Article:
I went downstairs at around 6.45pm and started timing the contractions, they were about every five minutes, I kept track of them while eating my dinner, pausing to hum. I slightly regretted dinner afterwards as felt a bit nauseous, but eating between contractions felt ok at the time, so I rolled with it.



After dinner I asked my husband to start filling the pool and call the midwives as I noticed the timing of the contractions was changing quite quickly and they were coming every 3-4 mins. At that point I wasn’t sure I needed them, but while waiting for them to arrive and the pool to fill my contractions were every three mins or just under and increasingly strong and I wondered if I’d left both things too late.

The midwives arrived, asked a few questions and did my blood pressure. My pulse was lower than it had ever been on any of my trips to hospital! They were very respectful about me not wanting to be on my back and so I sort of reclined, but not flat down, while they had a feel for the teeny human’s position and a good listen and they reassured me they wouldn’t ask to do it again as I progressed. I didn’t have any vaginal exams at all, they just trusted from my behaviour that I was in established labour.


I decided I wanted to wee and get in the pool, so I did. The warmth and ease of movement felt good, but it didn’t take the intensity away. I hung over the side and hummed away with my husband rubbing the top of my back. I didn’t know how I felt about that really, sometimes it helped and sometimes it didn’t, but I was in my zone and didn’t feel much like communicating, so just did my thing and largely ignored what others were doing. My mama tried to make some suggestions and questioned where I was birthing (pool or not) and I basically said just leave me to it and carried on as I was - questions were more than I could manage. I could hear her chatting to the midwives and saying she would be a terrible midwife as didn’t have enough patience. I internally laughed - we are close and I can always tell her how it is. The midwives were again really good at just leaving me alone. I had agreed to intermittent monitoring and found it a bit annoying at times as 15 mins goes so quickly, but it was also reassuring to hear he was coping well (the tiny human struggled a bit in labour) so I kept letting them do it. I did however delay requests to get more upright until I felt able to and listened to my body, again they were really good and just worked around me (I was just staying in my zone and only sitting back for them to listen when I knew I had time).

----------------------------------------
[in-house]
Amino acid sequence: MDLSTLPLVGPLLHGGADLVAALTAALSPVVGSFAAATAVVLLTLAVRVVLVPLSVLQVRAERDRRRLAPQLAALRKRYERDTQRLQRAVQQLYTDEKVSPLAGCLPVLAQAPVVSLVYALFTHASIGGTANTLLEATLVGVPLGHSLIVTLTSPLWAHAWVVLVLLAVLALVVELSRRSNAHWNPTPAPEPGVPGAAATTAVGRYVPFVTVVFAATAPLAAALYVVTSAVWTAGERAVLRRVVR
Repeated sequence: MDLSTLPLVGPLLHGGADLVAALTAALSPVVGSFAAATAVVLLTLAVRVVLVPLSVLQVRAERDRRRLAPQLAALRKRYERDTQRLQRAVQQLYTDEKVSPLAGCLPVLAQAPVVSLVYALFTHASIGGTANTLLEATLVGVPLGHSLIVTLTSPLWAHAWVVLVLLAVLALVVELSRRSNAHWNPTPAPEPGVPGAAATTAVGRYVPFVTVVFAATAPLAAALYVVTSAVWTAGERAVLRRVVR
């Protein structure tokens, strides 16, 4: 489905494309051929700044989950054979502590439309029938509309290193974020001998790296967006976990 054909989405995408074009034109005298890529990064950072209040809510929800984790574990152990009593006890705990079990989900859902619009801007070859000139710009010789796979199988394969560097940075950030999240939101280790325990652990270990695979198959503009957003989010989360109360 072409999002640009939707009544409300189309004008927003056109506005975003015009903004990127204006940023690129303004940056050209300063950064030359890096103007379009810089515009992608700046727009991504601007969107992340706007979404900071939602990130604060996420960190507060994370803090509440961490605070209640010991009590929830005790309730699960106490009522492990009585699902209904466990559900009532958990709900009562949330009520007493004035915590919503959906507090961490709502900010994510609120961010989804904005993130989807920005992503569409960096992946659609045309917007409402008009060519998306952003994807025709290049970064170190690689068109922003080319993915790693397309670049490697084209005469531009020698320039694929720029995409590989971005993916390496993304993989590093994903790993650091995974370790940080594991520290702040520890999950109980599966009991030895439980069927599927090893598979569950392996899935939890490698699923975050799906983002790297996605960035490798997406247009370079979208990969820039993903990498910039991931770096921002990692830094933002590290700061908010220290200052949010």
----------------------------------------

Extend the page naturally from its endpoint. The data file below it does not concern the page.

After a while I started to feel real downward pressure and stopped feeling as in control of myself during each contraction - it felt more wild and primal. I then started to bear down and was really groaning, mooing and oohing and throwing my head back or pressing it into the top of the pool. I remember thinking the pool smelled like plastic and wishing it didn’t. I never noticed transition, although I did make everyone laugh when I said “why was I so keen to experience this?!” at a point I really felt like I needed a break.

At some point I said that I felt the pushing was doing nothing and I could feel no progress, but sometimes it was so intense it was like trying to do the biggest most constipated poo ever and I really felt it in my bum and felt like I was turning purple with the effort. My gut feeling was that something wasn’t quite right, but I wasn’t sure what and it didn’t feel dangerous, so I carried on. The midwife said it was probably my waters making me feel like that and it would improve once they went. I asked if they should break them in that case as it was frustrating and she reassured me that it would happen when the time was right. I made them laugh again as I muttered “how on earth does anyone breathe a baby down”! I’m well aware that people do, but my body was pushing with everything and I couldn’t imagine how it would ever be possible! I had my eyes closed pretty much the entire time and was panting, trying to return to some level of calm between contractions and just keeping on. I found this stage of pushing a little triggering as it reminded me of pushing on a closed cervix in my last labour due to them putting me on my back and I started to worry I wasn’t dilated enough. They suggested I try reclining, so I did, screamed and turned straight back over (moral, do what feels best). After an hour they asked if I wanted to get out so they could have a look and see if there was a reason it was taking a while as they were surprised his head wasn’t descending. They were clear it was my choice and that I could continue on for as long as I wanted, but it was an option if I was too frustrated. After several more contractions that felt like they were doing nothing I stood up, immediately sank back down and after a couple more decided to try again. At that point I wished so hard for my waters to just go so I didn’t have to decide whether to get out or not and on the next contraction I felt a pop and suddenly felt his head between my legs. Little side note - my waters were totally clear!